Are hedge fund managers the Tories' trade unionists?
Labour leaders and Labour prime ministers have since time immemorial (well almost) taken millions of pounds of funding on behalf of their party from trade unions, and devoted a considerable slug of their waking hours to telling the world that these trade unions are not bossing Labour policies.
Tony Blair, as prime minister, made it something of a personal speciality to take trade union money with one hand and to sock trade union leaders in the moosh with his other. But that never stopped the Tory Party accusing him and his successors of being in hock to the brothers.
So it probably won't be especially easy for David Cameron to bat away as irrelevant the statistics published today by the independent Bureau of Investigative Journalism of the extent to which Conservative Party Central Office has become dependent on cash donations from companies and individuals working in financial services.
The trends are striking: in 2005, the financial services industry contributed 25% of Central Office cash donations; that had risen to 52% in 2009 before falling back to 51%.
It is probably worth overlaying on to the funding statistics separate research on the number of Tory MPs who have worked in the City and financial services. According to an analysis by the Mirror in January, 134 of 498 Tory MPs and peers were or are employed in the financial sector - which includes 70 MPs.
The question, which of course arises, is whether this gives the Tory Party and Tory Members of Parliament a deep and useful insight into one of the UK's most important industries. Or whether it biases the Conservative members of the government to favour this industry in a way that is unhealthy for the country as a whole.
If you were going to give the Tories the benefit of the doubt, you would refer to the performance of the former Barclays banker Andrea Leadsom as a Conservative member of the Treasury Select Committee. When the committee grilled Barclays' chief executive Bob Diamond last month, Andrea Leadsom was one of his more acute and merciless interrogators.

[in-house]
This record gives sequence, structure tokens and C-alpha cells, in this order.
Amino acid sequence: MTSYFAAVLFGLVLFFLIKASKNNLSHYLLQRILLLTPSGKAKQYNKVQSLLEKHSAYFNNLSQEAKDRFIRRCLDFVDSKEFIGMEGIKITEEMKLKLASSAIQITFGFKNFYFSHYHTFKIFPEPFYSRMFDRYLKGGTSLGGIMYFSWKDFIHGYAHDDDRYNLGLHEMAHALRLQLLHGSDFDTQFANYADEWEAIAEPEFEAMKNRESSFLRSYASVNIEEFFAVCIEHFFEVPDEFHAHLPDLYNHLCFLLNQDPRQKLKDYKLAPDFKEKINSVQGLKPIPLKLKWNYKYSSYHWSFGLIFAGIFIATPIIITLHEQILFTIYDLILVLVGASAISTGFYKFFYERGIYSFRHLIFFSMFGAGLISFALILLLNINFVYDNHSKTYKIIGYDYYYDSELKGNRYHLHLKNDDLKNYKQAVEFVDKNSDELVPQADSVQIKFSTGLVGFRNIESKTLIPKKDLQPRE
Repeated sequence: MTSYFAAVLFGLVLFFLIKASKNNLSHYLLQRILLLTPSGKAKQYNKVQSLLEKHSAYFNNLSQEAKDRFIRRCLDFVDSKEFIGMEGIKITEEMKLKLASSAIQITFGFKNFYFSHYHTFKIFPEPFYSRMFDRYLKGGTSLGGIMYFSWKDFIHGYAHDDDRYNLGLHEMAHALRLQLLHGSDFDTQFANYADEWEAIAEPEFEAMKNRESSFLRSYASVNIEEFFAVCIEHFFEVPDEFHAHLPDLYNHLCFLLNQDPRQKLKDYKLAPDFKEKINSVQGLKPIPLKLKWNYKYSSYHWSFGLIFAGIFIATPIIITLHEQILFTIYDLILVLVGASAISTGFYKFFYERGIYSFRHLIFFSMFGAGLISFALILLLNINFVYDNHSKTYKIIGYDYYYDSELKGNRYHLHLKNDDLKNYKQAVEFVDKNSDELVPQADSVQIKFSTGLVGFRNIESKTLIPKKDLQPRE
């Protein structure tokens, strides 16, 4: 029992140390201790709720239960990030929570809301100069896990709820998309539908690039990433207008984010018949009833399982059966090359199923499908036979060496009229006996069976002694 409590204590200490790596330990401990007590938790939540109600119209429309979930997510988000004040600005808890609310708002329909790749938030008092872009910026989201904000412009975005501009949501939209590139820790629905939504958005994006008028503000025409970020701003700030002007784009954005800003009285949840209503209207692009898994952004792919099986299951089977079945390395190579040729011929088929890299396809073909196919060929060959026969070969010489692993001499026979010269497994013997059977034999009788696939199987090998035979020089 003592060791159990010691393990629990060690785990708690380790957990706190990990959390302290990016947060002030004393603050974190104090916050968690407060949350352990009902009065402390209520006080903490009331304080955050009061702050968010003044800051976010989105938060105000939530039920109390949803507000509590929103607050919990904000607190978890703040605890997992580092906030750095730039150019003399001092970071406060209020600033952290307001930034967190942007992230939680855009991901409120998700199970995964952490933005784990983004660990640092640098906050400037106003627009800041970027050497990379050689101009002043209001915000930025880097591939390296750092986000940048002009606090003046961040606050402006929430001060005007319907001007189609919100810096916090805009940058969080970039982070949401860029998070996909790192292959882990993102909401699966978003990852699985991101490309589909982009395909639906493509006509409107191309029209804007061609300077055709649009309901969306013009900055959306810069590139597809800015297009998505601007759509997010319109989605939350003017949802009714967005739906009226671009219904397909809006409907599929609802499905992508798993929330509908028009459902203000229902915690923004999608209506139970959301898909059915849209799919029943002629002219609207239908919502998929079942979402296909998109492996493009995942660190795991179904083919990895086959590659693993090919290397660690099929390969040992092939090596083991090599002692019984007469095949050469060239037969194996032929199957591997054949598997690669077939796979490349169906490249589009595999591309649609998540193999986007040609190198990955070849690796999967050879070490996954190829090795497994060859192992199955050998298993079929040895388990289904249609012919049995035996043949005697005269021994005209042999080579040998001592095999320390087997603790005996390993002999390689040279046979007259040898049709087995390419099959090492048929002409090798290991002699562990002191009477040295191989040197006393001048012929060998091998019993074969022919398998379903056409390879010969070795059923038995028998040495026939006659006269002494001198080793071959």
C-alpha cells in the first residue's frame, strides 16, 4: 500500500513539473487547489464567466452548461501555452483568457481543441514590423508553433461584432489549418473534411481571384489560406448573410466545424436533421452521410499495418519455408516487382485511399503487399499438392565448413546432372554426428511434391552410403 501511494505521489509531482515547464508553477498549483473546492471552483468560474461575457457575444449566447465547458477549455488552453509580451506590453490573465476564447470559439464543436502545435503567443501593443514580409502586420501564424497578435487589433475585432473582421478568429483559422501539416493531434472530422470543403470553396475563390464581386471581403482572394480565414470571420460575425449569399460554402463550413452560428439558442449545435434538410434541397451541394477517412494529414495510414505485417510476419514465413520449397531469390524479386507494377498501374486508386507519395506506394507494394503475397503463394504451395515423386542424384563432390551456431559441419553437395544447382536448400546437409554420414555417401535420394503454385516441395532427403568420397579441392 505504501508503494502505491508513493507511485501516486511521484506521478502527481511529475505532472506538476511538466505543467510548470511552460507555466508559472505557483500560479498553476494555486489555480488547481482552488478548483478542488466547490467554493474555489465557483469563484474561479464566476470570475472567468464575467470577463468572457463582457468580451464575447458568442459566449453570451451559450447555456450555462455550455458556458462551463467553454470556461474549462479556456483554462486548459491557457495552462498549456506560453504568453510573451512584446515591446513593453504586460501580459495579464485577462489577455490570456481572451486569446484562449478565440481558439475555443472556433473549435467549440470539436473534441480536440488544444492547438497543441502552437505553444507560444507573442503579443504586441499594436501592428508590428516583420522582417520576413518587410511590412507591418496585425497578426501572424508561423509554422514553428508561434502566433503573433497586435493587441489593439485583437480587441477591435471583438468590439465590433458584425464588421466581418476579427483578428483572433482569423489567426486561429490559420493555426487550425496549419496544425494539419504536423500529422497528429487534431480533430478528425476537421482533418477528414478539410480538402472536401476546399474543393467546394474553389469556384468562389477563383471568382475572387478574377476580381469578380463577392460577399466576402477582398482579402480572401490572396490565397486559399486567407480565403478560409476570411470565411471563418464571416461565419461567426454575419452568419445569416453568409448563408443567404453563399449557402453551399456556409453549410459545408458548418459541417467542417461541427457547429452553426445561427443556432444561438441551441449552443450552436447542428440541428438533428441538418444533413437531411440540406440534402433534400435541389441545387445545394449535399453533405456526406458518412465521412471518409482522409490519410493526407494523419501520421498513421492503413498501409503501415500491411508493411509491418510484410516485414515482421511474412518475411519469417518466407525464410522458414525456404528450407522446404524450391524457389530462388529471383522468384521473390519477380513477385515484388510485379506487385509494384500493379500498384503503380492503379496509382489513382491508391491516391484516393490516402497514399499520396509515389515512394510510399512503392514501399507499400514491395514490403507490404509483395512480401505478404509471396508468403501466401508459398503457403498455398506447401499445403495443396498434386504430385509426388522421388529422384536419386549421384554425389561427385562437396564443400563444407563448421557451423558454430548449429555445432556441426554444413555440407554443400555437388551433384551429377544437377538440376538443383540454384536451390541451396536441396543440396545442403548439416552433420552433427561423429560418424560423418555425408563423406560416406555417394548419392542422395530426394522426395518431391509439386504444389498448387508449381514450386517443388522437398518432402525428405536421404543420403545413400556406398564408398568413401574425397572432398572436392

Those however who wish to see conspiracies will point out that for all ministers' tough talk about curbing bankers' bonuses, what will emerge as and when Project Merlin is formally announced is promise of restraint but the reality of millions of pounds being awarded to thousands of top bankers.
It should be pointed out, however, that the simplest conspiracies won't fly: the bulk of funding for the Tory party doesn't come from bankers; arguably the most important group of Tory donors are hedge fund managers, some of whom would be seen as critics rather than allies of the big banks.
Even so, when a party becomes as dependent as the Tory Party has apparently become on a group of individuals and institutions with a number of identifiable collective interests - their shared concern about the impact of European financial services directives would spring to mind - it becomes more of a challenge for a prime minister to demonstrate that he is governing for all.
If Mr Cameron has any doubt about the irksomeness of that challenge, he need only ask the advice of Mr Blair.